Tuesday, July 6, 2010

Maine Sightings

Just got home from our summer trip to Maine for Moose calves.  This year we did not locate any calves. They certainly were there as we found the tracks and heard their blats!  Maine, like most of the northeast, got their vegetation about two weeks early this year and it indexed the feeding cycles for browse versus ponds early.  Most of the ponds had already turned "sour" this past week so finding cows with calves was tough.  We did find a number of yearling cows and bulls and of course we had a great time being in the woods (black flies and all).  Mount Katahdin still has some ice slides present on it.  We were fortunate enough to see quite a few warblers and had the good fortune to observe an adult pair of loons with chicks.

It was also refreshing to observe the difference in moose behavior in the highly human frequented Baxter Park ponds versus along the Golden Road and remote ponds we hiked in to in Baxter (2 miles or so from nearest roads).  I enjoy observing and photographing the moose that are wary far more than the moose that are human acclimated.  I can draw a direct parallel with the elk in PA.  However, I have yet to find a "wild elk" in Pennsylvania and I go more remote than most of the hunters in Pa.

This yearling moose befriended an older young bull after mom kicked him out to make room and time for a new calf.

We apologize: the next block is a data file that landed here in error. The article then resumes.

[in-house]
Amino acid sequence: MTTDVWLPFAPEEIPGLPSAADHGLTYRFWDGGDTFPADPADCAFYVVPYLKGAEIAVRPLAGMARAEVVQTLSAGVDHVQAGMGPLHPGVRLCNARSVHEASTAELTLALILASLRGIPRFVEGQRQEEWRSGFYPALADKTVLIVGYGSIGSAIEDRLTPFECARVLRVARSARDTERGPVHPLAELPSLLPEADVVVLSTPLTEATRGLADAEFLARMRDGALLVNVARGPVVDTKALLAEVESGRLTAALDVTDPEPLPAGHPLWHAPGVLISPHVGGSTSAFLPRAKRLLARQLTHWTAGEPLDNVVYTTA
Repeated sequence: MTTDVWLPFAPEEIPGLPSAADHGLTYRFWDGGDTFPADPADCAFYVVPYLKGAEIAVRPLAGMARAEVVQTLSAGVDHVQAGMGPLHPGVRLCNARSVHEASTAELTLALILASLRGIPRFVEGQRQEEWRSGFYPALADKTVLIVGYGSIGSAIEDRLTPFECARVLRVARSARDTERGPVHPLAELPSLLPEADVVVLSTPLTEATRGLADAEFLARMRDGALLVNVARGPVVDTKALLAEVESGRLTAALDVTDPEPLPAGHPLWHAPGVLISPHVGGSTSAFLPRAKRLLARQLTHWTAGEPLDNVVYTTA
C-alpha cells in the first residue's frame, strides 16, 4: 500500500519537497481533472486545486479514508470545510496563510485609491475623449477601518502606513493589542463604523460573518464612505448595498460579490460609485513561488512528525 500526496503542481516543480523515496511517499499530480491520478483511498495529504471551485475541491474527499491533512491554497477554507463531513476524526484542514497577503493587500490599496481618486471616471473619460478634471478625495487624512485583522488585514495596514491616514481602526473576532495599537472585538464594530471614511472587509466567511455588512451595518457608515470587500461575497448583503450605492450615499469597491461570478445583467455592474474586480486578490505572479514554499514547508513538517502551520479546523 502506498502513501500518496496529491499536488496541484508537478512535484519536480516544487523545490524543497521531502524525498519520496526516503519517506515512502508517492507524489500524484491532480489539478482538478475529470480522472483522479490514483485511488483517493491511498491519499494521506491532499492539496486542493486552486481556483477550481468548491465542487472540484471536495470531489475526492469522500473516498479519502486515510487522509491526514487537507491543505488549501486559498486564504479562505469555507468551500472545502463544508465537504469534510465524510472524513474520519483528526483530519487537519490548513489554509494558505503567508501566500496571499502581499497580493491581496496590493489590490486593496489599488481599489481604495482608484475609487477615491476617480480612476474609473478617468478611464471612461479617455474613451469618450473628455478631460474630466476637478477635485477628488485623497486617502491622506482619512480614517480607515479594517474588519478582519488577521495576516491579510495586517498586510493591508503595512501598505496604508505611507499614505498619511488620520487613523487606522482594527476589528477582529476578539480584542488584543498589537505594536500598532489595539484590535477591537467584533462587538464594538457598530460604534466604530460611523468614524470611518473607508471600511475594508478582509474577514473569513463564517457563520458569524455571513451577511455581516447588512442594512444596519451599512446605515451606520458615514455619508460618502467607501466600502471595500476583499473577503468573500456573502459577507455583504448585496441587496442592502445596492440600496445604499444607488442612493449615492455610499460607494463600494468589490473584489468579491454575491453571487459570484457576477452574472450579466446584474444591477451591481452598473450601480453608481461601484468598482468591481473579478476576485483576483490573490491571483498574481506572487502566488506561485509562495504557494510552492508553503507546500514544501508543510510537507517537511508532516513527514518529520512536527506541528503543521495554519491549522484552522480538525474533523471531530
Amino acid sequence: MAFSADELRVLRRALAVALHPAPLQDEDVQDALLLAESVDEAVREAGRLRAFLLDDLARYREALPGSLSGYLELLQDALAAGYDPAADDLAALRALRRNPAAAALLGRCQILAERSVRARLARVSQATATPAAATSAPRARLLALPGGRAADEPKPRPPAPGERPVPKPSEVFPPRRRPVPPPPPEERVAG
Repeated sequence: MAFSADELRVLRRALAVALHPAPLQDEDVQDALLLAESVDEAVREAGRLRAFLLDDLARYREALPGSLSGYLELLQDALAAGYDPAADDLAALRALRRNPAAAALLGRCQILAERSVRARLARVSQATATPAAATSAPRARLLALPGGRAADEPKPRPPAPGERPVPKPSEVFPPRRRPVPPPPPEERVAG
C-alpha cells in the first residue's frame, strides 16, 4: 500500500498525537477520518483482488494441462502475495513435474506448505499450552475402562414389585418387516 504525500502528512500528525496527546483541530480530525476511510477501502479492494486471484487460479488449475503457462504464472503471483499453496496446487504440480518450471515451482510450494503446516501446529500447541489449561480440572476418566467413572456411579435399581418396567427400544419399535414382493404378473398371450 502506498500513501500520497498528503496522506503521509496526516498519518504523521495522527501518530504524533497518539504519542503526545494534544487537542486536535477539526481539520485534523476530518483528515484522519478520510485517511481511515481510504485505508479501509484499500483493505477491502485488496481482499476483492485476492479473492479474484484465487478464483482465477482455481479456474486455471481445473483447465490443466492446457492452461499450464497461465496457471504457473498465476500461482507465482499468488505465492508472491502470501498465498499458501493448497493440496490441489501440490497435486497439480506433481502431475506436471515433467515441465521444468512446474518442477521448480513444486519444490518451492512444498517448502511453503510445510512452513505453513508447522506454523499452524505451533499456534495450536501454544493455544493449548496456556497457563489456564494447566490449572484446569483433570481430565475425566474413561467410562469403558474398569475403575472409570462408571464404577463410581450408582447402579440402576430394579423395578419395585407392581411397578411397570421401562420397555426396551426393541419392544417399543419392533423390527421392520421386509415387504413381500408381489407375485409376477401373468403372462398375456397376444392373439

This whitetail doe seems to be in the same area every time we go there.  She is a good example of a human acclimated animal.  She feeds to within a few feet of us and as one can see, she is not the least bit stressed.

This is one of a pair of fawns that we found and for most of the pictures I had too much lens. This picture was taken at 3200 ISO to keep shutter speed to a point so I could get a sharp picture in the dark Maine woods.  In the days of film this picture could not have happened.

Observing and photographing a pair of adult loons with their baby chicks was a highlight of the trip.  We had to wait for the right time of day because of the angle of the light then hope that they floated to an area that they had been earlier in the day.  We lucked out and were able to capture about 500 images of the chicks and mom with a few of dad included.  I was amazed at how ill informed some of the "eco friendly" campers were when it comes to animal behaviors.  A ranger in the park and some women staying in one of the primitive cabins were concerned that some one was stressing the loons as the mother would drop below them while they were on her back leaving them vulnerable and floating on the lake.  It was obvious that they did not understand that is how the chicks learn to swim and it is when mom goes for food that she then feeds them. These images were taken with a lens setup equivalent to a 22 power spotting scope.